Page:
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Trump says he would invite Kim Jong Un to the US if Singapore talks go well

  • President Donald Trump says he could invite Kim Jong Un to the United States if talks in Singapore next week go well.
  • The U.S. is trying to get Pyongyang to abandon its nuclear and missile programs.
  • Speaking with Japanese Prime Minister Shinzo Abe, the president said he wants to eventually normalize relations with North Korea.

President Donald Trump said Thursday that he would "certainly" invite North Korean dictator Kim Jong Un to the United States if next week's nuclear summit in Singapore goes well.

A visit to the U.S. — which Trump added could take place at the White House — would be remarkable after decades of minimal contact between the U.S. and the communist dictatorship. The talks next week will mark the first time a sitting American president and North Korean leader meet face to face, as the U.S. aims to push Pyongyang to abandon its nuclear and missile programs and ease concerns about the prospect of armed conflict.

At a joint news conference with Japanese Prime Minister Shinzo Abe on Thursday, the president said he wants to eventually establish normal relations with North Korea if the regime commits to denuclearization. Abe also stressed that Japan — which has long had tensions with North Korea — is ready to normalize its links to Pyongyang, as well.

"Normalizing relations is something that I would expect to do, I would hope to do," Trump said.

While Trump said he sees the "potential to make a deal" with North Korea to get the isolated regime to abandon its nuclear ambitions, he stressed that he is "totally prepared to walk away" from the summit. Trump already canceled the meeting once before it was rescheduled, following a key North Korean official's trip to Washington.

U.S. President Donald Trump meets with Japanese Prime Minister Shinzo Abe in the Oval Office of the White House on June 7, 2018.
Getty Images News | Getty Images
U.S. President Donald Trump meets with Japanese Prime Minister Shinzo Abe in the Oval Office of the White House on June 7, 2018.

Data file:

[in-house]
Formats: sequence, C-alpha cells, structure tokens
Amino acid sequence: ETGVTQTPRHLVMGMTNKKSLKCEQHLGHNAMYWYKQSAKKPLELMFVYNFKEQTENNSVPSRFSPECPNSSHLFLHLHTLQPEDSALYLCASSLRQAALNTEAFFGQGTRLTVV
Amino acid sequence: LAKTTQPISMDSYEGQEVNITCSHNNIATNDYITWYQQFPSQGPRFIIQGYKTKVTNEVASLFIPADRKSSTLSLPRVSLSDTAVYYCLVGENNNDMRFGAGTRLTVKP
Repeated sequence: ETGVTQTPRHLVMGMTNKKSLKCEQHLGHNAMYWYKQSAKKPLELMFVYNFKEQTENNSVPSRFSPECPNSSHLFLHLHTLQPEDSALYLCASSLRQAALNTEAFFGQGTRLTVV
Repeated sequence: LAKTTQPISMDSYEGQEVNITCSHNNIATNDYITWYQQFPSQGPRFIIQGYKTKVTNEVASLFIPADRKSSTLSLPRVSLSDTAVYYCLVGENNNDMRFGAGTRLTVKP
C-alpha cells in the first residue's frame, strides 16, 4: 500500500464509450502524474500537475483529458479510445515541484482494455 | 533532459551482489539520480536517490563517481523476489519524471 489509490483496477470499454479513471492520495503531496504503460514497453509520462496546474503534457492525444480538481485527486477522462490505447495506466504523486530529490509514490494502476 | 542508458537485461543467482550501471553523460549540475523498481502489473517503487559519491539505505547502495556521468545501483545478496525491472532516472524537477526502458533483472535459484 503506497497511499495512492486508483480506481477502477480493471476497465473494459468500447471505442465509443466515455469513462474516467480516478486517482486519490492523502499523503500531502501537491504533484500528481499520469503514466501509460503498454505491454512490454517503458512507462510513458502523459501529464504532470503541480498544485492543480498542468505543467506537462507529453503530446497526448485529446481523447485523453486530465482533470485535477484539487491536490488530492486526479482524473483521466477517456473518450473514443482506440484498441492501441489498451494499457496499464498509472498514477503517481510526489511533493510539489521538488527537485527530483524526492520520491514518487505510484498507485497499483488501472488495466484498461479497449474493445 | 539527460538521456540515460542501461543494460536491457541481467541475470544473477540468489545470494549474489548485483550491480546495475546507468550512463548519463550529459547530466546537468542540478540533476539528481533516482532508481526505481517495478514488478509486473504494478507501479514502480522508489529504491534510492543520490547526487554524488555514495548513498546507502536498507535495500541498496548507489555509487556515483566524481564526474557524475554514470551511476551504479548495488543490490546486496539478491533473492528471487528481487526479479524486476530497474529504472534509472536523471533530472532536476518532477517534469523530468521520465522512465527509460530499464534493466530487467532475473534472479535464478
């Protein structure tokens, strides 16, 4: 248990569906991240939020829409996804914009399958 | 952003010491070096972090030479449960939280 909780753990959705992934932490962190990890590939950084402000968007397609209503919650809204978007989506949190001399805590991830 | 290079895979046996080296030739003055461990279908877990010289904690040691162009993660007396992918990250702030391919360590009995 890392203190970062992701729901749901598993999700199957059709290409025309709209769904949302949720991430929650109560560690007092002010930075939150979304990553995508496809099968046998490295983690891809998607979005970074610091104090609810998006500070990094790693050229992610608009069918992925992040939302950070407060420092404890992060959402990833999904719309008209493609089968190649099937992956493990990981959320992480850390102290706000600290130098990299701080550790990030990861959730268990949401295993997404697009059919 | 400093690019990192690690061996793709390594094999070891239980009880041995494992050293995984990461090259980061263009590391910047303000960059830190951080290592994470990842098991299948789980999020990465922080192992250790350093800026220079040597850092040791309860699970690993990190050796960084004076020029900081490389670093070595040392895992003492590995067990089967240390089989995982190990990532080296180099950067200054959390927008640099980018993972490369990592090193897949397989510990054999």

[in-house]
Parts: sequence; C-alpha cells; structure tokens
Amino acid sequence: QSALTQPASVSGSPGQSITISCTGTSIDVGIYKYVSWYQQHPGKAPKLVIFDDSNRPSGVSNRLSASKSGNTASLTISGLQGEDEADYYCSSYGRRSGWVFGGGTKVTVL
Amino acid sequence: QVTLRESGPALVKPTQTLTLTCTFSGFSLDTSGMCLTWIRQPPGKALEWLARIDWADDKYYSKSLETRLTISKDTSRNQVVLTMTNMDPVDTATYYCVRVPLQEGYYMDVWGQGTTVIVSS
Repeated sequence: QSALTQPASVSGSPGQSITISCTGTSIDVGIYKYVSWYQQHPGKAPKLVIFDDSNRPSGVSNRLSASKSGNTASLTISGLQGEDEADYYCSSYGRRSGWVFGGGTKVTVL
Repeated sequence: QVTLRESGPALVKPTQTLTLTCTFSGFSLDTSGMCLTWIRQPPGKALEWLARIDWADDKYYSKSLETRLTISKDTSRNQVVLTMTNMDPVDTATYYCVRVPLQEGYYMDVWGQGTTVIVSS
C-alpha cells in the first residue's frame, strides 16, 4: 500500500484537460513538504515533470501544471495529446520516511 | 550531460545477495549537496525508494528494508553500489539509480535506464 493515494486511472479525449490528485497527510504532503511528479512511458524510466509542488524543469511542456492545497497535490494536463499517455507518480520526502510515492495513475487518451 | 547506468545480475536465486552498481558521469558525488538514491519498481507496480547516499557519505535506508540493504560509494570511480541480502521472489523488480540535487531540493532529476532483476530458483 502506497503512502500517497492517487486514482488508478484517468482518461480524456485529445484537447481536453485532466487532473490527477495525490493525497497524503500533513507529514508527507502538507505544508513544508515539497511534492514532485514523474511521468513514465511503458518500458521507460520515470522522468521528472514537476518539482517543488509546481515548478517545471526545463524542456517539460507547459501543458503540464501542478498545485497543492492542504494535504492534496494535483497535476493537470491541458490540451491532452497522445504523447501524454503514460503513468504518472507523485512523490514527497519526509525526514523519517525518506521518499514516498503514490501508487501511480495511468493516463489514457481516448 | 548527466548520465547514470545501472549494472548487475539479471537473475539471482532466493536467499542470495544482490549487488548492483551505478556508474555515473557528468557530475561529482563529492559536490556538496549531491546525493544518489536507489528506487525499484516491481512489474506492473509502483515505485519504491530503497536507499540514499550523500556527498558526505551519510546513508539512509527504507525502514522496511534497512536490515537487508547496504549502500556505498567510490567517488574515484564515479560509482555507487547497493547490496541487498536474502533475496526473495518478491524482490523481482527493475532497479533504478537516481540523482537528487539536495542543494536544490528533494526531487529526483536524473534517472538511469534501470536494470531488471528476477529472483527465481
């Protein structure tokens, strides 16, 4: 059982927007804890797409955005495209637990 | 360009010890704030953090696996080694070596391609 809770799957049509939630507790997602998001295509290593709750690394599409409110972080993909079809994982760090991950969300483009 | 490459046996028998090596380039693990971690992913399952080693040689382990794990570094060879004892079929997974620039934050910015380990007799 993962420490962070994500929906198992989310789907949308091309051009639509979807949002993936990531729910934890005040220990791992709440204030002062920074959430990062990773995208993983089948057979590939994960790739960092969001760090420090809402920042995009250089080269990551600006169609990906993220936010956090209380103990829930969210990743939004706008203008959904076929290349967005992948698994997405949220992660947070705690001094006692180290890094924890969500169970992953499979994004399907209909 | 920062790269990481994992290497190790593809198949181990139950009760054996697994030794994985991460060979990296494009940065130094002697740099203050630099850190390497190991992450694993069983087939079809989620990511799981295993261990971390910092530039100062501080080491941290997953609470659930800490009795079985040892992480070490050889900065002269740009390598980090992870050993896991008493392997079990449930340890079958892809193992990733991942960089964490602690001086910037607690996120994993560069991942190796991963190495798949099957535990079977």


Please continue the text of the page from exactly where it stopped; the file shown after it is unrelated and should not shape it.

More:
The summit brings the opportunity for a potential breakthrough in talks to reduce tension in East Asia. However, the North Korean regime has long proven unreliable in international negotiations, sparking concerns about what concessions Trump and American allies such as Abe can get from Pyongyang.

Further stoking concerns in America is Trump's preparedness for the summit. Earlier, he raised those fears by saying, "I don't think I have to prepare very much" for the summit.

On Thursday, Trump said he stopped using the "maximum pressure" language previously employed to describe international economic sanctions against North Korea, "because we're going into a friendly negotiation." When Trump stopped using the term in recent days, it reportedly concerned Abe.

The Japanese prime minister said Thursday that Trump will not lift "very strong sanctions" on North Korea until it takes actions toward denuclearization. He added that he wants any deal between Trump and Kim to address all weapons of mass destruction and midrange ballistic missiles.

Trump stressed that he kept all existing economic sanctions on North Korea. The president has a long list of new sanctions prepared, should talks go awry, he said.

"Maximum pressure is absolutely in effect," he said.

Abe also said he stressed to Trump the need to bring up Japanese citizens being held hostage in North Korea during the summit next week. He said the president "fully understands" the issue's importance.

Later Thursday, Secretary of State Mike Pompeo said the "complete, verifiable and irreversible denuclearization of the Korean Peninsula is the only outcome we will find acceptable." Kim personally "indicated" to Pompeo that he is prepared to denuclearize, the top American diplomat said.

Pompeo said Trump is "hopeful" but is "going into the summit with his eyes wide open" about possible duplicity.